Keralites stranded in Gulf jails to receive legal aid
The Kerala government’s Non-Resident Keralites Affairs Department (Norka) has started collecting information about hundreds of non-resident Keralites trapped in the GCC jails even after completing their sentence and the nodal agency is coordinating with Indian embassies and jail authorities to provide legal assistance to them to prepare for their release.
Speaking to 'Emirates24|7', Ismayeel Rawther, Managing Director of the UAE- based Fine Fair group of retail shops and the newly appointed director on the board of Norka Roots, said the agency’s grievance reddressal cell has been receiving complaints from relatives of NRKs stranded in GCC jails even after completing their sentence terms. “We are collecting their details through Indian embassies and jail authorities,” he said.
The agency is also preparing to contact all embassies and consulates in the GCC and press for the appointment of Malayalam-speaking officials in these official missions. “We are discussing the opening a new Indian consulate in Dammam. As the majority of people visiting the Indian missions in the Gulf are Keralites, it is better that there are Malayalam speaking officials there. This is in addition to the UAE’s plan to open a consulate in Kerala,” he added.
“After getting details of Keralites overstaying in the UAE, Oman, Saudi Arabia, Qatar and Bahrain, we plan to provide them legal assistance through the Indian missions,” said Rawther, a businessman and philanthropist associated with the Ernamkulam Pravasi Association, UAE.
The number of Keralites overstaying in the GCC countries has increased and many of them are trapped in financial cases. There are cases of people going to jail even for bouncing of small cheques. Giving them legal aid will help them come out of jail. A Saudi-based Indian businessman has agreed to provide free air tickets to Keralites jailed in Saudi Arabia for overstaying.
He said the agency will also constitute advisory commiittees of eleven members representing various socio-political organisations and community members in each of the Gulf countries to address the problems of the overseas Keralite community and help in direct interaction with the state government. “In bigger countries like Saudi Arabia there will be about four advisory committees representing various regions,” he said.
He said Kerala Chief Minister Oommen Chandy, who is also chairman of Norka Roots, is keenly following NRK issues. “We hope the chief minister and Norka minister K C Joseph are keen to solve some of the problems facing overseas Keralites. The chief minister is familiar with the problems faced by NRKs in UAE. Of late, he has been conducting ‘meet the people’ programmes in various parts of the state. He may visit the UAE as part of a ‘meet overseas Keralites’ programme,” Ismail added.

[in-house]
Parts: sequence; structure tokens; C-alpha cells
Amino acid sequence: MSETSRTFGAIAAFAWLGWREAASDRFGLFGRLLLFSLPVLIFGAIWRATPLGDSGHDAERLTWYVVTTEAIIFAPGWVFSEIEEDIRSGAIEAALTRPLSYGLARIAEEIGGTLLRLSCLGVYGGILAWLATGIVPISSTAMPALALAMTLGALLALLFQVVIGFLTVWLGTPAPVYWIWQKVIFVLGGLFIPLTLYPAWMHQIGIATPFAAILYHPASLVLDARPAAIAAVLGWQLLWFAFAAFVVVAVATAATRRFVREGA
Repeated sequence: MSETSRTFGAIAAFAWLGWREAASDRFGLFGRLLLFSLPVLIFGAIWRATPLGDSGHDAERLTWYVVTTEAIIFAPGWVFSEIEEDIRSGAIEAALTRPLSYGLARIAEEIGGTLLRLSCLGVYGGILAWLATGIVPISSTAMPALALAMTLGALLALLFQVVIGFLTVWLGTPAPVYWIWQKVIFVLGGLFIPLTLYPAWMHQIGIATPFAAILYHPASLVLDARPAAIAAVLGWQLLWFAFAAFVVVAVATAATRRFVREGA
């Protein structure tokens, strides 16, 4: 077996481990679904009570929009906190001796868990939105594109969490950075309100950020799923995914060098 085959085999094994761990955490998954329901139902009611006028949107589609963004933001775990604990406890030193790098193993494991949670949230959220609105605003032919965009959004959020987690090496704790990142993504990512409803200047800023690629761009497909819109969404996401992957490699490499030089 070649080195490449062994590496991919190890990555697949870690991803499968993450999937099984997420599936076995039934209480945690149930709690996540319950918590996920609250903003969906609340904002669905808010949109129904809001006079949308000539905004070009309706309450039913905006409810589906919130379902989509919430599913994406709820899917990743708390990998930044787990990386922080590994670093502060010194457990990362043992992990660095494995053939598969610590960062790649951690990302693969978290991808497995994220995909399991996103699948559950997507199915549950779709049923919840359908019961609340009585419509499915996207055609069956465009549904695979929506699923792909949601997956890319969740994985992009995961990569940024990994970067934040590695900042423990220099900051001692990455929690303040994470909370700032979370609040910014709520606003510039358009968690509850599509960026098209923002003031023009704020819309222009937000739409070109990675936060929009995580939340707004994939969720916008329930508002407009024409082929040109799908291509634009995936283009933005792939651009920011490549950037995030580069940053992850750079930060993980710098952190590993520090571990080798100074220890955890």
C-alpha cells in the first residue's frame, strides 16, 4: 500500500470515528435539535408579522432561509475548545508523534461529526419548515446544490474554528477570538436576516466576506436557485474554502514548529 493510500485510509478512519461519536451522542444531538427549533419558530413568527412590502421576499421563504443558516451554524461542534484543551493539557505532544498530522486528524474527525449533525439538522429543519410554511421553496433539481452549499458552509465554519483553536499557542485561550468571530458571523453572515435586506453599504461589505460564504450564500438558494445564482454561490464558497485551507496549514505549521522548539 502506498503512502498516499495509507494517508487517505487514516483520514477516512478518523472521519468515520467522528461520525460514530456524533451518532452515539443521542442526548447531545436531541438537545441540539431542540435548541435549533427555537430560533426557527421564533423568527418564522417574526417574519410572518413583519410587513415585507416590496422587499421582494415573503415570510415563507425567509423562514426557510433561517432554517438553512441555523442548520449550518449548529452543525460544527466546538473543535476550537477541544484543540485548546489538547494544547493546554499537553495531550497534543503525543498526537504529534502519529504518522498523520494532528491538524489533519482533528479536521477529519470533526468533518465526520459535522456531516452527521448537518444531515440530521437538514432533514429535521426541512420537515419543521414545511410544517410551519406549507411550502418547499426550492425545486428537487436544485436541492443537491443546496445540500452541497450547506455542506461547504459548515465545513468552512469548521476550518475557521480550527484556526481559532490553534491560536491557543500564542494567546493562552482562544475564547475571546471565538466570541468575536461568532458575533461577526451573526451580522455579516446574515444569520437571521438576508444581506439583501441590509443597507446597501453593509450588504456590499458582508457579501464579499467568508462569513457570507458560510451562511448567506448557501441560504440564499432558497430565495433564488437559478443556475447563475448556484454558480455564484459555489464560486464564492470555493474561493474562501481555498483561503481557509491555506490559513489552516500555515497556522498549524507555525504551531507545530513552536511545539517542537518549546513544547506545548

He said that , to address the security problems faced by NRK families, special cells with deputy superintendents of police have been set up in all districts of Kerala. There have been instances where properties owned by NRIs staying abroad were usurped by the land mafia or relatives. To create a comprehensive data base of overseas Keralites, information will be collected from the village level.
The Global NRK meet, held on the initiative of Norka and Kerala government, have discussed various projects that can be financed by NRK funds and special emphasis was given to address the investment and property frauds and cheating money chains to which many NRKs have fallen victims.
“In order to control such frauds, people have to be aware of the background of promoters and their project details. In future, Norka permission may be needed to market real estate and construction projects from the state to overseas Indians. Norka may collect details about the property and housing projects. The chief minister is keenly following these cases. If investors want to know details of such projects, Norka may be able to do it,” he said.
Another problem faced by NRK parents is the abnormally high fees charged by the self-financing engineering and medical colleges from the NRK students.
“Now the NRI quota is limited only to private self-financing colleges. There are demands to provide NRIs seats in government-run engineering and medical colleges and to reduce the high fees charged from NRI students,” he said.
He also added that the state government is considering plans to set up a ‘pravasi’ (overseas Indians) university and a pravasi bank.
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